Some men navigate a midlife crisis with a new wardrobe, or supercar. In 2013, Danie Ferreira, then 49 and CEO of South Africa–based Urban Brew Studios, instead made good on a dream he’d been harboring for three decades.
Ferreira grew up in subtropical South Africa; his life changed in 1983 when he became part of a 14-month expedition to Antarctica. A keen photographer, the 19-year-old was captivated by the inhospitable winter landscape—stunning white fjords and glaciers, snow-capped mountains.
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“The highlights were overnight field trips into the interior, far away from the ship, to establish fuel dumps for the scientists,” he says. The allure of the frozen continent was like nothing he’d ever experienced. “You’re mesmerized by her splendor, even when she beats you up. Antarctica’s a challenging mistress, but you always want to go back for more.”
The return took years. In 1987, Ferreira launched a three-person television-production company to help pay for college, eventually growing it into a media powerhouse with 400-plus employees.
By the time he turned 49, the 80-hour workweeks amid a fast-changing media landscape had taken a toll. “I loved my job, but it wasn’t sustainable,” he says. “I was burnt out.”
He eventually cashed out but felt lost. “It’s the time of life when the scoreboard doesn’t matter and you look for significance rather than success,” he says.
The remedy: Dust off the dream and fund an authentic expedition in the old-school tradition. In March 2013, Ferreira and Håvard Svidal, a Norwegian military man he’d met while making a documentary at the South Pole two years earlier, sailed from Norway northwest to Svalbard, across the Barents Sea, on a 60-foot steel-hulled ketch named Bør. Also on board: six Greenland sled dogs, the captain, three crew and several buddies also searching for adventure.
It was March—still winter. The boat encountered fierce squalls and was battered by nearly 30-foot seas. Water froze instantly to the rigging; the dogs on deck, though protected in cages, were scared. Svidal, braving the sloshing, pitching decks, went out often to make sure they were safe. When Bør sailed into Longyearbyen, it looked like an ice-covered, 100-year-old ghost ship.
Ferreira chafes at the suggestion it was a crazy time for a six-day voyage. “We started researching 18 months ahead of time to make sure we had the right vessel and crew,” he says. “We were prepared.”
And, he insists, it was the ideal time of year—the “blue season,” a photographer’s dream, Ferreira says, when “for a few hours at dawn and twilight a unique blue light covers the white landscape,” and there are no other boats in sight.
The team spent a month exploring the archipelago, dropping Svidal and his dogs to test new sledding techniques across pristine, uninhabited islands as Ferreira filmed his documentary Ice Dogs.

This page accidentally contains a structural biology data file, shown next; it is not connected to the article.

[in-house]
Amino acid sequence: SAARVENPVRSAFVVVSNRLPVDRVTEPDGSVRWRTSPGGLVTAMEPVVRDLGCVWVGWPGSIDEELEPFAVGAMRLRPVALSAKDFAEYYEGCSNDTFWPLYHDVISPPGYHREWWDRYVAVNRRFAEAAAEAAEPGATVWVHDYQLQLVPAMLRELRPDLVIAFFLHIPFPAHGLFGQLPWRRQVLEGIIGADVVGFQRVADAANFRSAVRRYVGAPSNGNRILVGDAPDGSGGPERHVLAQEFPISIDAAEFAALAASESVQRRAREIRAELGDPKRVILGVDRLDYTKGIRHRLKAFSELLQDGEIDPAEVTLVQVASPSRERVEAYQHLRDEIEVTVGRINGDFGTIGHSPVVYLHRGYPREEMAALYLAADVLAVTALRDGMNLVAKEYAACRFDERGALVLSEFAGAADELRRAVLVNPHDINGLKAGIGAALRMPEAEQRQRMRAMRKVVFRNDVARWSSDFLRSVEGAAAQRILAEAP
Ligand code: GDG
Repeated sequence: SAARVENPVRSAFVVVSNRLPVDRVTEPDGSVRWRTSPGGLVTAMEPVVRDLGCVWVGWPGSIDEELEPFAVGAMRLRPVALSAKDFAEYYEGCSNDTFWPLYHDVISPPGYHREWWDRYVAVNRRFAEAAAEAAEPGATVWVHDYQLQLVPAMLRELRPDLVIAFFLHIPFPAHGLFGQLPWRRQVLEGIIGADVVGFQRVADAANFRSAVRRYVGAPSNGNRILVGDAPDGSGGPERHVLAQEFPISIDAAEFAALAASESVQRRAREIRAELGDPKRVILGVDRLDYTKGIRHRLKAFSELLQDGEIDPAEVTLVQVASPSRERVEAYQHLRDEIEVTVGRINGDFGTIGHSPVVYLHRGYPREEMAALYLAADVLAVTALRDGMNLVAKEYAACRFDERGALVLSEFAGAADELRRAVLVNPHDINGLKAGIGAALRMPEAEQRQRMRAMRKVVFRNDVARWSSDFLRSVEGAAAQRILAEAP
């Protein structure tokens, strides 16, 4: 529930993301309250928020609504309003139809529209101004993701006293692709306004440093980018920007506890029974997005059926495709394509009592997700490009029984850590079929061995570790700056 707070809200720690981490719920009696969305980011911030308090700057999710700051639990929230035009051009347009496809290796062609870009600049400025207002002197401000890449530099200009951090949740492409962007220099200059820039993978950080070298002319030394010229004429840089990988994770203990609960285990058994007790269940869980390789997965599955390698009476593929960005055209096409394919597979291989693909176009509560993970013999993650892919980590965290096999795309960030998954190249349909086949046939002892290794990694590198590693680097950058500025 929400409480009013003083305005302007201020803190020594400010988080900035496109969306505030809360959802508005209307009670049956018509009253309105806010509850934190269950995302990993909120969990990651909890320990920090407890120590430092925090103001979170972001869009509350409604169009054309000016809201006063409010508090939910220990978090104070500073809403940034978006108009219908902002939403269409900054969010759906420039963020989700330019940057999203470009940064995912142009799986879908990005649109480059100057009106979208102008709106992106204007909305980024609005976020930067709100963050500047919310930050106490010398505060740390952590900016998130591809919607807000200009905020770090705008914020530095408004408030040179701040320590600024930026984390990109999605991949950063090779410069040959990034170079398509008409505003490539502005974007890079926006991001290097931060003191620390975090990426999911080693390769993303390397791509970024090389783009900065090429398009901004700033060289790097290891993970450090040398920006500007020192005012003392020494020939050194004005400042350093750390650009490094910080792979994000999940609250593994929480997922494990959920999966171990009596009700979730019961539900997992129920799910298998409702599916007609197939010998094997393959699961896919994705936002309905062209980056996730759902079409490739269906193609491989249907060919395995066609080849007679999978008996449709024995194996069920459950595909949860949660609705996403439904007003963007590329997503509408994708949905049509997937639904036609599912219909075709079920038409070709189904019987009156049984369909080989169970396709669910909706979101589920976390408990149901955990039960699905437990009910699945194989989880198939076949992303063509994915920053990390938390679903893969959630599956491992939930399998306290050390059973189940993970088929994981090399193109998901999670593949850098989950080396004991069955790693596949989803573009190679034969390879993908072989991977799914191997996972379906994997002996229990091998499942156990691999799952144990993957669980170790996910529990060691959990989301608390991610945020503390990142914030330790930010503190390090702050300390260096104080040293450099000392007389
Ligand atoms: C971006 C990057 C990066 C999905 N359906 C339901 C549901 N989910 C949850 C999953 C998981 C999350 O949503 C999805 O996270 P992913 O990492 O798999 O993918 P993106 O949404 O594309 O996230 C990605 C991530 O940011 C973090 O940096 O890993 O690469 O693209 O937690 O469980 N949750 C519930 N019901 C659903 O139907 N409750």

“Greenland dogs are genetically distinguished as high-performance endurance athletes,” Ferreira says. “More thought went into their care than the rest of us. If the dogs weren’t smiling, we wouldn’t have had an expedition—certainly no documentary.”
Traveling by yacht allowed the group to wander at will and anchor anywhere, even onto drifting sea ice, while minimizing the threat from polar bears. “I’ve heard yachting described as the most expensive form of third-class travel, but it was perfect,” he says. “Watching blizzards from a warm pilothouse with the smell of fresh coffee was heaven.” Bør’s cardinal rule: “Don’t speak unless you improve on the silence.”
Ferreira’s next self-funded expedition was eastern Greenland, the second location for Ice Dogs, where he and his daughter, Anna, Svidal and several others traveled by dogsled with Inuit hunters for 28 days into the mountains of Jameson Land and down to the coast, on the spring hunt to feed the village.
Images from that 2016 expedition and five others that Ferreira has undertaken are being published this month in his two-volume box set, Out in the Cold, from Hurtwood, in London.
The roughly $2,900 coffee-table collection is a beautiful, haunting elegy to the polar regions. “I’ve chased ice as an art form since 1983,” Ferreira says. “I capture the structures, textures, colors and moods as they’re revealed through the interplay of light and weather. Every passing iceberg is found art, evidence of a never-ending metamorphosis.”
Eventually, he recognized the same transformation within himself. “I realized life is about duration and depth,” he says. “Nobody knows its course, but we can control the depth of the experience.” The other pearl of wisdom gleaned from his second chapter: “The reward of a dream remains a dream, until you take a conscious decision to make it real.”
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